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2020 - Cawood Ledford
Amidst a golden age of college broadcasters throughout the South, no voice was more distinctive than that of Cawood Ledford, the longtime radio broadcaster for the University of Kentucky's basketball and football teams and a familiar voice for the Kentucky Derby.
Ledford, who died on Sept. 7, 2001, in Harlan, Kentucky, at the age of 75 after a bout with cancer, called Kentucky football and basketball for nearly four decades. To generations of Kentucky Wildcat fans, he was Big Blue football and basketball. He worked 17 NCAA Final Fours, including Kentucky's national championship seasons in 1958 and 1978.
Inducted into the Kentucky Athletic Hall of Fame in 1987, Ledford is one of only a handful of non-players to have a jersey hanging from the rafters at Rupp Arena.
In addition to his college play-by-play duties, he became a nationally renowned horse racing broadcaster, frequently calling the Kentucky Derby for CBS Radio.
The son of a coal miner, Ledford grew up in Harlan, Kentucky, and served in the Marines during World War II. He earned a degree from Centre College in Danville, Kentucky, and taught high school English. He began calling Kentucky football and basketball games in 1953 and retired in 1992.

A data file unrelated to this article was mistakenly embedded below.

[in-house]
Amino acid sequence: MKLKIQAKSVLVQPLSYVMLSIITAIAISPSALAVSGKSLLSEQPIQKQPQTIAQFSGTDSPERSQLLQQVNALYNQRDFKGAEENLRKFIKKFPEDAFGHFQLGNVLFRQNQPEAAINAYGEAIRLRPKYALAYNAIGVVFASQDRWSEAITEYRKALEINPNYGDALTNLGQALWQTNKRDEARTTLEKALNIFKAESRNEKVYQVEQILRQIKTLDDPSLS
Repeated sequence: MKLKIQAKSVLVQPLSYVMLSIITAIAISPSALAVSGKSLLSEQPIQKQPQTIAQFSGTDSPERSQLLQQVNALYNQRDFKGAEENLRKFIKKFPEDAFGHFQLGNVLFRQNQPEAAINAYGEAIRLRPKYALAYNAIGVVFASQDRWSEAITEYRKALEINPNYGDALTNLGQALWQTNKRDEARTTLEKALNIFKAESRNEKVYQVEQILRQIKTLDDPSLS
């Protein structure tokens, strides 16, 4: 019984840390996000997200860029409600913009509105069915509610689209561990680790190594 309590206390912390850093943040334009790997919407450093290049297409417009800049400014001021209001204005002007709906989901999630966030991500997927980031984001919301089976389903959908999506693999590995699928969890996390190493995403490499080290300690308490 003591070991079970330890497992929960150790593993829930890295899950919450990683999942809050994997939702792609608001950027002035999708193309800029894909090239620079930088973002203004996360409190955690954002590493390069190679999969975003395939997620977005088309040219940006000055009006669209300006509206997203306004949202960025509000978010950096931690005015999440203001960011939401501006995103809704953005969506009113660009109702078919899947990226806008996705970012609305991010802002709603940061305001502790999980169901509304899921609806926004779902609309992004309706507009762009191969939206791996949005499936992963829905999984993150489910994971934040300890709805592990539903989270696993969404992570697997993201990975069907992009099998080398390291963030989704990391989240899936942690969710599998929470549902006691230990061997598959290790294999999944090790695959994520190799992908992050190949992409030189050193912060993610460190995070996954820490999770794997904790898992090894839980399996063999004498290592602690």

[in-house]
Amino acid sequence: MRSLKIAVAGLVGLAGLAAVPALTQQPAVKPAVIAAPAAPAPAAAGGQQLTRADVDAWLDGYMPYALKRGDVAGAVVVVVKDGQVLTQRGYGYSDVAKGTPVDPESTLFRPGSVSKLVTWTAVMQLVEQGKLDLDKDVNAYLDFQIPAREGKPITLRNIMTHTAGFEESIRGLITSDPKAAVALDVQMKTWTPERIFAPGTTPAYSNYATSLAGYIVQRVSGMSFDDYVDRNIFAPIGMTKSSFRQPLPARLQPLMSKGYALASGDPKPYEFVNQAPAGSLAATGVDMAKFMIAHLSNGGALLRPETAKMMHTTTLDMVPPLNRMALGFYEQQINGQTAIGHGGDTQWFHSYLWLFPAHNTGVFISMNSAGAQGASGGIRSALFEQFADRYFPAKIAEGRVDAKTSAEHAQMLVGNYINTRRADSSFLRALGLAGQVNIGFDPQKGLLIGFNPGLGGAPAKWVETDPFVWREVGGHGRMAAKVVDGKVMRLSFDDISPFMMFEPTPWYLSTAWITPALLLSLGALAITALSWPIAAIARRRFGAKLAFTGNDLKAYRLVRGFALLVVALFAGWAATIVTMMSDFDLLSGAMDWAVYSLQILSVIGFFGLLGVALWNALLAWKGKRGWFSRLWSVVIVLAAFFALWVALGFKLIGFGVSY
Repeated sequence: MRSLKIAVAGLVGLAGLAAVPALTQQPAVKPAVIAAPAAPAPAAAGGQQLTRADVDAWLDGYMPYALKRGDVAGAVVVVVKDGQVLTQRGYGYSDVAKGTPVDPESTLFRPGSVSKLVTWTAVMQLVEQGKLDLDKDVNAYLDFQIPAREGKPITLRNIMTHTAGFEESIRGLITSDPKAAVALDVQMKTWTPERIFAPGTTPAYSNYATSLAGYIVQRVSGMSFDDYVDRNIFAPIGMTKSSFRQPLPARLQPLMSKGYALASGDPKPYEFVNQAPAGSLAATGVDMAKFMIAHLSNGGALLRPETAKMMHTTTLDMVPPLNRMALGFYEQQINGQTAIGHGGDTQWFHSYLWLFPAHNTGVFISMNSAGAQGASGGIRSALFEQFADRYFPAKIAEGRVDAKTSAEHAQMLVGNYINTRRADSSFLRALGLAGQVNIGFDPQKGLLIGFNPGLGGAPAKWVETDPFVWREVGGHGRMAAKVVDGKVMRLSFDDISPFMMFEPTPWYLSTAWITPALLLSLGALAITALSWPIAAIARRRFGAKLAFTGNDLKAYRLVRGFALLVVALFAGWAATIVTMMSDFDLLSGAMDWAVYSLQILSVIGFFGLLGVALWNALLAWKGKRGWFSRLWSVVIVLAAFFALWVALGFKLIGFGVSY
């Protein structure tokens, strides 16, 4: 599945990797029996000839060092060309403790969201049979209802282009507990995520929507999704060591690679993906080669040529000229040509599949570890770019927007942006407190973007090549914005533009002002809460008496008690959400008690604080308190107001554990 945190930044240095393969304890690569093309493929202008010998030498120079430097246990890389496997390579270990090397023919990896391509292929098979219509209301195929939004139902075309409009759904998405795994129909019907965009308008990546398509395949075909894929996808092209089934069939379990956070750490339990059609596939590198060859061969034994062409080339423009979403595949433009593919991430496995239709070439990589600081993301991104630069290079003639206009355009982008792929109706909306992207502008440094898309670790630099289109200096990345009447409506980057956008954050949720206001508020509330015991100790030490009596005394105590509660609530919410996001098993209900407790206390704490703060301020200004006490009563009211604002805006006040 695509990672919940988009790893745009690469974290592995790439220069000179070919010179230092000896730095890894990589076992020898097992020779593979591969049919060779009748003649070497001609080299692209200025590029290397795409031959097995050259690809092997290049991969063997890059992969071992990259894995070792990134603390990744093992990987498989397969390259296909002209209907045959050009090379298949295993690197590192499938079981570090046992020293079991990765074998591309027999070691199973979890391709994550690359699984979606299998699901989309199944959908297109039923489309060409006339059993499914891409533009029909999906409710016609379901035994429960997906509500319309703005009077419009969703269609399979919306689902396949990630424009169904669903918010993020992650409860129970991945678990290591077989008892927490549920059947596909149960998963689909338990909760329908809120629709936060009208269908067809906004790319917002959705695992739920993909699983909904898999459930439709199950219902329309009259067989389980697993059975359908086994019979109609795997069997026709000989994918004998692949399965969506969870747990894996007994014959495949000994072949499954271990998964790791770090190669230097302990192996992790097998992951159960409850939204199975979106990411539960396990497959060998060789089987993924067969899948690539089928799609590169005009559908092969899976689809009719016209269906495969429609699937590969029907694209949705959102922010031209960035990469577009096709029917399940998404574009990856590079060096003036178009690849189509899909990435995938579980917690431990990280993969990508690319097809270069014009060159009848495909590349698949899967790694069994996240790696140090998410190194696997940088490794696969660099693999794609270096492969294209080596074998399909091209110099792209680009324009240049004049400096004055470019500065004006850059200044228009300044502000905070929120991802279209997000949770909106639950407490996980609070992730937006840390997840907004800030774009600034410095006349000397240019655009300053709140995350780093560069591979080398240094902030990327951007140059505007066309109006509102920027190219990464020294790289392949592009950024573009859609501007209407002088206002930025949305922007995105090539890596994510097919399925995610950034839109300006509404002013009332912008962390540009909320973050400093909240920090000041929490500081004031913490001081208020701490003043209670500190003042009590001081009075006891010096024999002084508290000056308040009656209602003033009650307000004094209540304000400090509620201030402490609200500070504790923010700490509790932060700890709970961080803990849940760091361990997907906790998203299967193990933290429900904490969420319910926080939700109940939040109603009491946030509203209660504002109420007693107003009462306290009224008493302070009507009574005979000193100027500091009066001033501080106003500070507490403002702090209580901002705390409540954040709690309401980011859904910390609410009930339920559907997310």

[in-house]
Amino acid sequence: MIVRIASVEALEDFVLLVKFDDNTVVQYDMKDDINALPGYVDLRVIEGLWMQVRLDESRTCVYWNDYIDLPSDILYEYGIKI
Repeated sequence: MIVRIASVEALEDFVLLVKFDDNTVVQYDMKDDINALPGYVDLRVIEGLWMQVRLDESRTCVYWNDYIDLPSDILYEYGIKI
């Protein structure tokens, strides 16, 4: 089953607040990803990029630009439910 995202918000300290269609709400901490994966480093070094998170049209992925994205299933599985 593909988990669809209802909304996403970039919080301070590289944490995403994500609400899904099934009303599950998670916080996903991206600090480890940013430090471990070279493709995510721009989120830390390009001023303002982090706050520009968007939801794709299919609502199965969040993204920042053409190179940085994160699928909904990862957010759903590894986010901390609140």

Although the Wildcats' broadcasters are employed by the university, Ledford tended to call games as he saw them. The renowned Kentucky Coach Adolph Rupp once told him, ''By God, Cawood, when you see one of our teams dogging it, by God, burn 'em.''
Despite his Appalachian roots, there was little hint of the hills in Ledford's deep, soothing voice. His down-home style and vivid descriptions endeared him to legions of Kentucky fans in the mountains and beyond.
President Bill Clinton paid tribute to Ledford at a 1999 appearance in Hazard, Kentucky. ''I was thinking that if old Cawood had been a political announcer instead of a basketball announcer,” Mr. Clinton said. “And I could have kept him with me these last 25 years, I'd have never lost an election,''
Upon his retirement, Ledford returned to Eastern Kentucky, moving to a farm about 10 miles south of Harlan.